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CEE 700 Research Methods (James): Efficient and Effective Searching

Resources for students in CEE 700

Where to search

Search Techniques

Each database or search tool has a different set of items contained within it, and you will want to consider what words the author may have used (e.g. air pollution, or air quality?) 

 

Use quotation marks around a specific phrase to search for exactly "state implementation plan" documents, as an example.

Often you can use Boolean search commands to modify your search. 

For instance, "state implementation plan" AND "Maricopa County"  would narrow your search to materials with both of those exact phrases, and likely not include other area implementation plan results. 

Using OR is a way to search for synonyms simultaneously for instance:  spectacles OR eyeglasses  

Using NOT (or in google search tools, the minus sign - ) excludes results that include the keywords that follow. For instance, clean water NOT Flint    would exclude the many recent information sources about Flint, Michigan, and allow you to more easily see other areas and issues related to that topic.

 

Once you have your search results on screen, if the number of results is overwhelming, look for ways to limit the year or source type in your search results to clear away additional items.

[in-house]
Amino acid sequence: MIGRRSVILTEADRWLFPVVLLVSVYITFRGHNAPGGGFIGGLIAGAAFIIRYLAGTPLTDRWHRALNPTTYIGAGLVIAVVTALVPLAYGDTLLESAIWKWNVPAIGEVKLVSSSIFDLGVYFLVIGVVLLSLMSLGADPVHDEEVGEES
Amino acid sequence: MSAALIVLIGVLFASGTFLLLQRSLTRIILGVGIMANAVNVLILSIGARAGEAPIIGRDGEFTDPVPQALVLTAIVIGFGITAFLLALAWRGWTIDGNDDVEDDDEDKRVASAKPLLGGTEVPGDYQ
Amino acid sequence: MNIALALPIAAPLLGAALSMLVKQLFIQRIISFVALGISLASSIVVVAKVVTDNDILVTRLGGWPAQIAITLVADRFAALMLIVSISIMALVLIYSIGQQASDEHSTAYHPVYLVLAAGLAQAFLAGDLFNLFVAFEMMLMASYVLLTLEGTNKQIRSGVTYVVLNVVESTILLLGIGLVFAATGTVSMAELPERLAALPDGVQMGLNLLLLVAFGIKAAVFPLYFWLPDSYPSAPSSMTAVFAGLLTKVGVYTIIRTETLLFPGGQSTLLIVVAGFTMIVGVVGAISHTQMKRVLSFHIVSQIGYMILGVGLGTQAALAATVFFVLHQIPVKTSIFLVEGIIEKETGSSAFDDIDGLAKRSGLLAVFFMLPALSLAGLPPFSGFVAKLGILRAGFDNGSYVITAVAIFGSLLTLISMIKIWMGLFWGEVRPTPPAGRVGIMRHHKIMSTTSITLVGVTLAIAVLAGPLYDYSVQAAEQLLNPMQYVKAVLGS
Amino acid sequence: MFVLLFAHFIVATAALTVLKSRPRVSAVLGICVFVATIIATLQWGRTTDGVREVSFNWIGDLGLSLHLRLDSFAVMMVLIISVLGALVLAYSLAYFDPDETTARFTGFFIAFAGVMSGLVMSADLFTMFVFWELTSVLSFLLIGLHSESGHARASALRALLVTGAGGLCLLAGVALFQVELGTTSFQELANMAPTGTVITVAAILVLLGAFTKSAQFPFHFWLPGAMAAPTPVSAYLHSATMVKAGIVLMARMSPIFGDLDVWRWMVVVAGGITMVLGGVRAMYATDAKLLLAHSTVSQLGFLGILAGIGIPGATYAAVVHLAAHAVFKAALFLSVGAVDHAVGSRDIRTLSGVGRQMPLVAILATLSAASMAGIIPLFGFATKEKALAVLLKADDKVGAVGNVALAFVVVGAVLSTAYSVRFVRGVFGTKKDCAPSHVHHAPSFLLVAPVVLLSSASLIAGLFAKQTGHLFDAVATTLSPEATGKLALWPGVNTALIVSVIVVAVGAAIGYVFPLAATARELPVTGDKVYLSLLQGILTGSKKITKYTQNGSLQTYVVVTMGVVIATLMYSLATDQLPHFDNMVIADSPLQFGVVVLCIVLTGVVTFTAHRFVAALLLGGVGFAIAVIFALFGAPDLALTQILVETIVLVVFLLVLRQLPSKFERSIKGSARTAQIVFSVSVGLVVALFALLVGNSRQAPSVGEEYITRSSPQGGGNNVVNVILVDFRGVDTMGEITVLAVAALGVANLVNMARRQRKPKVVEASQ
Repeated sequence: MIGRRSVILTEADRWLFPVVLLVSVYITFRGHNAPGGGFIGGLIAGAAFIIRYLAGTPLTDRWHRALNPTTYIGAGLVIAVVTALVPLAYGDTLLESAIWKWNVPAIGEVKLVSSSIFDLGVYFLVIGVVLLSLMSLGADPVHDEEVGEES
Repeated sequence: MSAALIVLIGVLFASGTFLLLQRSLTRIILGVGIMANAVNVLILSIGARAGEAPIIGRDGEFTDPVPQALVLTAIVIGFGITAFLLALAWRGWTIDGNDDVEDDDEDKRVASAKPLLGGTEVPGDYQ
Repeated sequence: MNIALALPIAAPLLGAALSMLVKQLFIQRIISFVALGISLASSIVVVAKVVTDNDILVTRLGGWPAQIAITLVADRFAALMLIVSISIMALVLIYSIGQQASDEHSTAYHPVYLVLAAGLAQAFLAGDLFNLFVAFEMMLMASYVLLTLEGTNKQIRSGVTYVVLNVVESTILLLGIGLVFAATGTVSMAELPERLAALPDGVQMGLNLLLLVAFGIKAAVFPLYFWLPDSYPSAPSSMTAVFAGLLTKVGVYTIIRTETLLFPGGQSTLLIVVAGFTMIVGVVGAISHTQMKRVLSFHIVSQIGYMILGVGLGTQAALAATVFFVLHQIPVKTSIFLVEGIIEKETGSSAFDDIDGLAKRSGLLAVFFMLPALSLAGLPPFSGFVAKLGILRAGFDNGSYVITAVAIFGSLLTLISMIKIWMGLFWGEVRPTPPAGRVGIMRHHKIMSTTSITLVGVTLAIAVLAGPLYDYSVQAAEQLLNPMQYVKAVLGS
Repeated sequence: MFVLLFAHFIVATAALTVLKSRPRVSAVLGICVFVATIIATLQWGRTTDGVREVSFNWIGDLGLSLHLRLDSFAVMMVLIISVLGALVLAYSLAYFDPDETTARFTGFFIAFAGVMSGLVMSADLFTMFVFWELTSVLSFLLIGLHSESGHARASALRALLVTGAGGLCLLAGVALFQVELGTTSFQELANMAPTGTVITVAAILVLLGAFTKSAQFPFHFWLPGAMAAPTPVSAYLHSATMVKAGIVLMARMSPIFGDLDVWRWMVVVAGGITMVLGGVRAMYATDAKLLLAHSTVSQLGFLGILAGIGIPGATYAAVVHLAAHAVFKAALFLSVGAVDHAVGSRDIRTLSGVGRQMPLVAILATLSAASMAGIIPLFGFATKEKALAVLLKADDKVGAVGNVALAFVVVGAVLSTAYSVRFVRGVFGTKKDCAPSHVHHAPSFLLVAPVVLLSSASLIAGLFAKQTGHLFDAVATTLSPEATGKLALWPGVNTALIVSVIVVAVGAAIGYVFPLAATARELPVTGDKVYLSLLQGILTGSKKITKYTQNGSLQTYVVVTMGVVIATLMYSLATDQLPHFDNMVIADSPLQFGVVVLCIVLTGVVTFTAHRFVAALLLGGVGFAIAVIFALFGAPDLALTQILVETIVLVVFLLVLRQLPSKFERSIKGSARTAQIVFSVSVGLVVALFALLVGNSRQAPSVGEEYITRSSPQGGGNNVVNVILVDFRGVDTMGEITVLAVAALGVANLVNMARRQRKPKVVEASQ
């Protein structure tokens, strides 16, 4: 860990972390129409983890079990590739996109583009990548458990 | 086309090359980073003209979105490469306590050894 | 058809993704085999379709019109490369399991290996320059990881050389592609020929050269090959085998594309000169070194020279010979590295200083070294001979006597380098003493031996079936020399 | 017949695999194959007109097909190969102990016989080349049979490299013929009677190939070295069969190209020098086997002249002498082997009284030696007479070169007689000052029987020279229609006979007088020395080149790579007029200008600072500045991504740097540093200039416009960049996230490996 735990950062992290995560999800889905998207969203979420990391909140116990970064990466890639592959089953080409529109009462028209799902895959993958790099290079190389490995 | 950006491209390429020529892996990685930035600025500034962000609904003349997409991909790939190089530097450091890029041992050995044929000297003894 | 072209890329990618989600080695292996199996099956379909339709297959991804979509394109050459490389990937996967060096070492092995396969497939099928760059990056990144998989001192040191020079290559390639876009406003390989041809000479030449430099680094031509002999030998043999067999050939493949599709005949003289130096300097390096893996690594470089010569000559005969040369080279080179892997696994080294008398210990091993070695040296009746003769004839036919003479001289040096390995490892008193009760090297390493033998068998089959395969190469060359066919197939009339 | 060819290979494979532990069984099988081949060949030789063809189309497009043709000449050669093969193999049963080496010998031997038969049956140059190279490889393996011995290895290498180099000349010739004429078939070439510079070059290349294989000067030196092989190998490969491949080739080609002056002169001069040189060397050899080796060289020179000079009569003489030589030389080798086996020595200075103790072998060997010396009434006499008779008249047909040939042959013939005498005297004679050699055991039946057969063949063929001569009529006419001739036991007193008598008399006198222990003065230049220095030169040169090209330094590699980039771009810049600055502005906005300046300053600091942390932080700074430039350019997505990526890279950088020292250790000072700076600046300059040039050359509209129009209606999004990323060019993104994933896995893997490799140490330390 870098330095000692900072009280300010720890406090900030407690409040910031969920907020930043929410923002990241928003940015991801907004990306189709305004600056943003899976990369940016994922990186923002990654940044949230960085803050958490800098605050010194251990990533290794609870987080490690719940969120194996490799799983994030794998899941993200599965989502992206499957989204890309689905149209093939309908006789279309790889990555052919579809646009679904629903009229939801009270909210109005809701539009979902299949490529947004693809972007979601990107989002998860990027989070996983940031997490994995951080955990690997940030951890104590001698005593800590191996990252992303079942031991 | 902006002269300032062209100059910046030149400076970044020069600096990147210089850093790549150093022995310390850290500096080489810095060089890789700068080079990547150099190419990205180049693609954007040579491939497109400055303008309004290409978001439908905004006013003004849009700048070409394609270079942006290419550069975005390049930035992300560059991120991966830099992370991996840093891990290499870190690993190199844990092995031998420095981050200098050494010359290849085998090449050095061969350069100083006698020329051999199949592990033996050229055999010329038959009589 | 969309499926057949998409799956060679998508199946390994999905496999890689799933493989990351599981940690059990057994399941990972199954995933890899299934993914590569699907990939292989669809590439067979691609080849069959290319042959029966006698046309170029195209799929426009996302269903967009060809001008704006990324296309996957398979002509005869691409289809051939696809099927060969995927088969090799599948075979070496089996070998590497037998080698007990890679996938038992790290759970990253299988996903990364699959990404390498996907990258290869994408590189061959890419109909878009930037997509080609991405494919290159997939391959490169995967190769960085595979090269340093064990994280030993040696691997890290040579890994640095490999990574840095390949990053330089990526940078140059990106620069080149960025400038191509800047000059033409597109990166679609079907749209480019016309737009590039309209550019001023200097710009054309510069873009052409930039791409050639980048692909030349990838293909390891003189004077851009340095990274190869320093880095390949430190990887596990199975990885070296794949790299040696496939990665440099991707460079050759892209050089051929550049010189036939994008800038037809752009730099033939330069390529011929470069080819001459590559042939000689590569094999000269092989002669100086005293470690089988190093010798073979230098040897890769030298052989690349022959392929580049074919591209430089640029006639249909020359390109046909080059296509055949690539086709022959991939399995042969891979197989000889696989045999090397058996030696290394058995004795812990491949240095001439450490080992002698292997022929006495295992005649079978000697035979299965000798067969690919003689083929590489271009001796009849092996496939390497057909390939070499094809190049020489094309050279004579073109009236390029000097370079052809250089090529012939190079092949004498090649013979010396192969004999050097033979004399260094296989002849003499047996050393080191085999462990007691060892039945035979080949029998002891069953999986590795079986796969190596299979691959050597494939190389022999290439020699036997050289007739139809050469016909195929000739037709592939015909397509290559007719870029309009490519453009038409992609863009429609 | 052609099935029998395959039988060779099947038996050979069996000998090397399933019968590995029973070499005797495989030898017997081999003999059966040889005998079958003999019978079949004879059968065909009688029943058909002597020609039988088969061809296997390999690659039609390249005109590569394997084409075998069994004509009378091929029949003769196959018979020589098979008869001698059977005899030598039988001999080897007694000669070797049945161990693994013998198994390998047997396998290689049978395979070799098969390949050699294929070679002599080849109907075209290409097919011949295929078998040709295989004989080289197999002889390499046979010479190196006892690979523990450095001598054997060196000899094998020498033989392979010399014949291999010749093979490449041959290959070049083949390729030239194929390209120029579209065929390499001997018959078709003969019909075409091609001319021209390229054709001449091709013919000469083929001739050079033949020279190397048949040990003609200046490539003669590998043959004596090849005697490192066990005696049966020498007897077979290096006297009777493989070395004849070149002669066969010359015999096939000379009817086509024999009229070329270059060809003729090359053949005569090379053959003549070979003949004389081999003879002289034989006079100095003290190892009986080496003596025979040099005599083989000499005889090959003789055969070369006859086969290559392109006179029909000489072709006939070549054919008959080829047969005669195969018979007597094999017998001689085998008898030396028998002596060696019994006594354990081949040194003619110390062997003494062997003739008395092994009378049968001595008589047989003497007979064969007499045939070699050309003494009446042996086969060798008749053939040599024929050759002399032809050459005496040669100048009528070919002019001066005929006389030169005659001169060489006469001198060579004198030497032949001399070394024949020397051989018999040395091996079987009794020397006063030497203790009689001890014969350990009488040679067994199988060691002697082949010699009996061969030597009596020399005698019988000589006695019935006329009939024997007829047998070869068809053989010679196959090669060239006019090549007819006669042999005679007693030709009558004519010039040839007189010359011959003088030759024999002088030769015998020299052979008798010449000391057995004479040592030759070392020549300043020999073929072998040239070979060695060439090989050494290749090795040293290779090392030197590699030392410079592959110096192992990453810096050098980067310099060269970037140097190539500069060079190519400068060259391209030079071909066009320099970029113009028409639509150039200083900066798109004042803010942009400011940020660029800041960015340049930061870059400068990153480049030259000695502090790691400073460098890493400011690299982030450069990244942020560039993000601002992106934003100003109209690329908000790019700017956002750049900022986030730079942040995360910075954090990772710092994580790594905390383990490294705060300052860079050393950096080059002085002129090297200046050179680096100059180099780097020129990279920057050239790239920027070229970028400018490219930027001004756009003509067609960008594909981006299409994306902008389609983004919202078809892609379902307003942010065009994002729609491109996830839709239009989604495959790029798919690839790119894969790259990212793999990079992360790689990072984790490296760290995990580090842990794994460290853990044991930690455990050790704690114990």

You may also want to broaden your search to include items UNLV doesn't own - we can usually get you a copy.  Look for options to "Expand" "Add results beyond your library" "get full text" or "UNLV find text".  Try these options and see if you find useful items, and request the ones you like through interlibrary loan. In some cases, the full text of certain items may take a couple of days to reach you through an email request to an agency, or through an interlibrary loan request.  Don't delay (the interlibrary loan service is free to you as a UNLV student), and ask a librarian for help if you can't find the full text of something!

Evaluating Information Sources

Here is a short video about how to consider the quality and usefulness of what you find.  While it is geared to an undergraduate student audience, you might find it a fun reminder of what to consider when you discover different information formats and sources.  You may also find it useful to share with your students if you have a teaching or mentoring role during your graduate studies at UNLV.

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